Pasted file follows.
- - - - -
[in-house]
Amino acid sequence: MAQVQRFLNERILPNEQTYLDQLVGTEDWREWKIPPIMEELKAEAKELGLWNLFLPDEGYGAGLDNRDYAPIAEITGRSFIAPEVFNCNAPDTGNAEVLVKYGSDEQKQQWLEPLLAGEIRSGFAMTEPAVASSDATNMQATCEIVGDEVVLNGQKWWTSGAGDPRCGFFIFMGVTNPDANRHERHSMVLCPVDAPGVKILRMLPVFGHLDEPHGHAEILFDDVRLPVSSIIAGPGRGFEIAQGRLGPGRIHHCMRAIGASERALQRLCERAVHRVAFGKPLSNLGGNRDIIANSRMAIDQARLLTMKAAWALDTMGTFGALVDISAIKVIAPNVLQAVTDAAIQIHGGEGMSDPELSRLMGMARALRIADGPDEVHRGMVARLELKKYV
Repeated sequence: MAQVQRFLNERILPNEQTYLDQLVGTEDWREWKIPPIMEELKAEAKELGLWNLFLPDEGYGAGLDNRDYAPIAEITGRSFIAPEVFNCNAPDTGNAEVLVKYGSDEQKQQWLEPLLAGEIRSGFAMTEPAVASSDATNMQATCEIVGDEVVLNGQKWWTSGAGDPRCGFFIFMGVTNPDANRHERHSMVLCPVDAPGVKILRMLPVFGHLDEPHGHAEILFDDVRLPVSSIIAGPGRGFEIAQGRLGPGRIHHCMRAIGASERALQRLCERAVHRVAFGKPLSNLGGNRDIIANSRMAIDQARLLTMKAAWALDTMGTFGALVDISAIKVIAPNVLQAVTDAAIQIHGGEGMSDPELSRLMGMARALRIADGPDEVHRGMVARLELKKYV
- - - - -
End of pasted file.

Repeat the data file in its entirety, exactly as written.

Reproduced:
[in-house]
Amino acid sequence: MAQVQRFLNERILPNEQTYLDQLVGTEDWREWKIPPIMEELKAEAKELGLWNLFLPDEGYGAGLDNRDYAPIAEITGRSFIAPEVFNCNAPDTGNAEVLVKYGSDEQKQQWLEPLLAGEIRSGFAMTEPAVASSDATNMQATCEIVGDEVVLNGQKWWTSGAGDPRCGFFIFMGVTNPDANRHERHSMVLCPVDAPGVKILRMLPVFGHLDEPHGHAEILFDDVRLPVSSIIAGPGRGFEIAQGRLGPGRIHHCMRAIGASERALQRLCERAVHRVAFGKPLSNLGGNRDIIANSRMAIDQARLLTMKAAWALDTMGTFGALVDISAIKVIAPNVLQAVTDAAIQIHGGEGMSDPELSRLMGMARALRIADGPDEVHRGMVARLELKKYV
Repeated sequence: MAQVQRFLNERILPNEQTYLDQLVGTEDWREWKIPPIMEELKAEAKELGLWNLFLPDEGYGAGLDNRDYAPIAEITGRSFIAPEVFNCNAPDTGNAEVLVKYGSDEQKQQWLEPLLAGEIRSGFAMTEPAVASSDATNMQATCEIVGDEVVLNGQKWWTSGAGDPRCGFFIFMGVTNPDANRHERHSMVLCPVDAPGVKILRMLPVFGHLDEPHGHAEILFDDVRLPVSSIIAGPGRGFEIAQGRLGPGRIHHCMRAIGASERALQRLCERAVHRVAFGKPLSNLGGNRDIIANSRMAIDQARLLTMKAAWALDTMGTFGALVDISAIKVIAPNVLQAVTDAAIQIHGGEGMSDPELSRLMGMARALRIADGPDEVHRGMVARLELKKYV